No Media For Me On Inauguration Weekend - 2017
During the recent presidential inauguration, I planned to get as far away as possible from all broadcast and online media sources. After reviewing my old blog articles, I decided that the Hole in Wall Campground in the Mojave National Preserve was the place to go. In the lower elevations of the campground, my mobile telephone might access a cell tower somewhere near Needles, California. At the upper reaches, terrestrial signals are weak, with only AM radio and an occasional text message transiting through the ether.
As it happened, my winter camping trip to the desert was epic. In my coach, I had vintage wines, great food and forced-air, propane heating at my fingertips. My electrical power emanated from two 6-volt “golf cart batteries”. Combined, they offered 12-volts of power to my lights and appliances. The system allowed for “deep cycle” usage and quick recovery during recharge. In the campground, as the temperature dipped below 40-degrees, I set the thermostat as high as 71-degrees. As it converts from a liquid to a gaseous state, propane expands by a factor of 270. Even with extensive burning, my ten gallons of propane would suffice for several nights of warmth. As the night progressed, I could have worn shorts and t-shirt inside.
Overnight, I set the temperature at a comfortable 60-degrees. As I slept in luxury, the furnace cycled five or six more times. When I awoke the next morning, it was raining. I pushed a button on the control panel and the electric-powered awning extended fully over the outside door of my coach. After sprinting through a light shower, I retrieved my old Honda EX1000 generator from the bed of my pickup truck. After pouring what we euphemistically call “gasoline” into its integral tank, I prepared to pull the recoil starter.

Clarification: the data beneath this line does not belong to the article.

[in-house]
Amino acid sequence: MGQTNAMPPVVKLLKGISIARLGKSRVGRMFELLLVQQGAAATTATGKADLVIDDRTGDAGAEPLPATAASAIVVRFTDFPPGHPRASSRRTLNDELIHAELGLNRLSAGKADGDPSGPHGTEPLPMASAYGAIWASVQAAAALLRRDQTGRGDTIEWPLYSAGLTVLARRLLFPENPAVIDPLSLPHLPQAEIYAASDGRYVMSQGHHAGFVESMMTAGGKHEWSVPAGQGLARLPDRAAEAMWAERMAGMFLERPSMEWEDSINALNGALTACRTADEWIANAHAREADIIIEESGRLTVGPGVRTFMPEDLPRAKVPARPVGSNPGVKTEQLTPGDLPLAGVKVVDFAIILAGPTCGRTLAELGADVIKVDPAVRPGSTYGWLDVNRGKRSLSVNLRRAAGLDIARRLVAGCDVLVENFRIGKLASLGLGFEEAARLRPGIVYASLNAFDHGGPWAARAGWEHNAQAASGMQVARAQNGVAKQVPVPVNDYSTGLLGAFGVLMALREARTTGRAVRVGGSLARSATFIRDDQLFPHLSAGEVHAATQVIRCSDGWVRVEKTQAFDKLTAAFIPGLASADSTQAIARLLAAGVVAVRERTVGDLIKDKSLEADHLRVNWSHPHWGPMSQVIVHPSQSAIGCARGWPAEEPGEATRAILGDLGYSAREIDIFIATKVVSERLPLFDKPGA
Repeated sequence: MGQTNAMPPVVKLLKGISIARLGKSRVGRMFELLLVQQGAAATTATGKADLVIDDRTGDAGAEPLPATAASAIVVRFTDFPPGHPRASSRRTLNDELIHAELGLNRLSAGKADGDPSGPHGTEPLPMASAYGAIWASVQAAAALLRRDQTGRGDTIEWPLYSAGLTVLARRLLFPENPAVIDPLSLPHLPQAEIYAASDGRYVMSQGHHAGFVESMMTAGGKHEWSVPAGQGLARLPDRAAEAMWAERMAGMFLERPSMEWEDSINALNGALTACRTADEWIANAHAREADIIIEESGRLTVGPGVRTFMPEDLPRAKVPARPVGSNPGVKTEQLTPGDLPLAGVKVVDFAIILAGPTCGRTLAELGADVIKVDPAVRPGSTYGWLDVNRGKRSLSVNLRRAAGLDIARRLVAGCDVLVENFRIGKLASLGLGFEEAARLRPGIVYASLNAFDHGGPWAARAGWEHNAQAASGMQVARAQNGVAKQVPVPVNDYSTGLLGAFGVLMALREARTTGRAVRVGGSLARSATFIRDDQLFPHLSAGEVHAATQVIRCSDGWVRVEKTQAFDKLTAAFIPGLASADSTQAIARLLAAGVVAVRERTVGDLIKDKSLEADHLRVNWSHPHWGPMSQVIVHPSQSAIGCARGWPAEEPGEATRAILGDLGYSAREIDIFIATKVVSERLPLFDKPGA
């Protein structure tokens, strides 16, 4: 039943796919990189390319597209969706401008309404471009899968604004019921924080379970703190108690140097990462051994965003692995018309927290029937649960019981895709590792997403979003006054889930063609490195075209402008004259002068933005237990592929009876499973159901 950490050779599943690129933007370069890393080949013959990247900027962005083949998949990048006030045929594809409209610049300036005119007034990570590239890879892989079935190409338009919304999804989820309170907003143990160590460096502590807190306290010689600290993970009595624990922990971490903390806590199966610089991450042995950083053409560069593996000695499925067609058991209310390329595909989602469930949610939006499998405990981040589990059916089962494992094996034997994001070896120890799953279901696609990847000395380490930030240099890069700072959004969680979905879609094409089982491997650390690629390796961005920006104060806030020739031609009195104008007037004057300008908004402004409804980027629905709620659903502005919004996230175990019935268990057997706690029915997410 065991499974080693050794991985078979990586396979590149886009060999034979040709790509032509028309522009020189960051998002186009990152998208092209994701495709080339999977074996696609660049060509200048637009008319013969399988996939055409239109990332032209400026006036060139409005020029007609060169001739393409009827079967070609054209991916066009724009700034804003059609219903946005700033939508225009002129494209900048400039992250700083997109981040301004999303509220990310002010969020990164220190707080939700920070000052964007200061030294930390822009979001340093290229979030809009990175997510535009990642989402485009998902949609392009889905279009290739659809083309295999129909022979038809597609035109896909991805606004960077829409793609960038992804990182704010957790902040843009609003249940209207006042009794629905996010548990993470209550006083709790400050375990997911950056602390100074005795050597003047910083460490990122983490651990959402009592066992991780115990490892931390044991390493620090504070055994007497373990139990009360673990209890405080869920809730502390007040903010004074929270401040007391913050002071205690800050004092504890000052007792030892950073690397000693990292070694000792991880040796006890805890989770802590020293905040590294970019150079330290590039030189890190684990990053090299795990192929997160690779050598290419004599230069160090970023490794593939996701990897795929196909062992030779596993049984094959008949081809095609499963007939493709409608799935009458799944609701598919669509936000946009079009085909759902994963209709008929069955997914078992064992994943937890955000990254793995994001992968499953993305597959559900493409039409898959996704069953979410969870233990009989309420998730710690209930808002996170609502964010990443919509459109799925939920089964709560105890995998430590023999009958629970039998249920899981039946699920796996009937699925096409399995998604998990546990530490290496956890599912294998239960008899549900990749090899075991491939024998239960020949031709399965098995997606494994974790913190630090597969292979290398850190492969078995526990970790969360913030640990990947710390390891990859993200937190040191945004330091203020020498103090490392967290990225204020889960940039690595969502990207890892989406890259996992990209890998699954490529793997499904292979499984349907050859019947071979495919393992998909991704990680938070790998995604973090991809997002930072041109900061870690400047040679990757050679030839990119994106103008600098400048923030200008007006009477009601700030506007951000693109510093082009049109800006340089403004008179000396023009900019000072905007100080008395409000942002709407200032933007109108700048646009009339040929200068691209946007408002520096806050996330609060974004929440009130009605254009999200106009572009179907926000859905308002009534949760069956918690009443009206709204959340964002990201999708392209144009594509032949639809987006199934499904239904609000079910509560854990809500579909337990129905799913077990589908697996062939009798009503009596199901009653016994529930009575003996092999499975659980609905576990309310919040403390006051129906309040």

Over the past decade, the ethanol, or corn alcohol in our domestic fuel supply had twice clogged up the carburetor. Contemporary generators and automobiles have a pressurized fuel system that seals itself from leaks when not in use. My old Honda generator relied on gravity to feed the carburetor, thus there was no automatic shutoff of the fuel supply. As long as there was fuel in the tank, any change in barometric pressure would expand or contract the air in the fuel tank, thus sending a few drops of fuel into the carburetor.
The medical community entreats us not to eat or drink foods that contain corn syrup. Science proved long ago that corn syrup would clog our arteries and lead to diabetes and incipient heart failure. As with corn syrup in the human body, so it is with “corn fuel” in an engine designed for real gasoline. By leaving a small amount of gas in the tank during storage, I had twice gummed-up the carburetor. Each time, the engine failed to start, requiring a costly rebuild. In my case, it took two such episodes to determine that the gas tank on my EX1000 must be empty when placed into storage. By now, it had been more than two years since I had run the generator.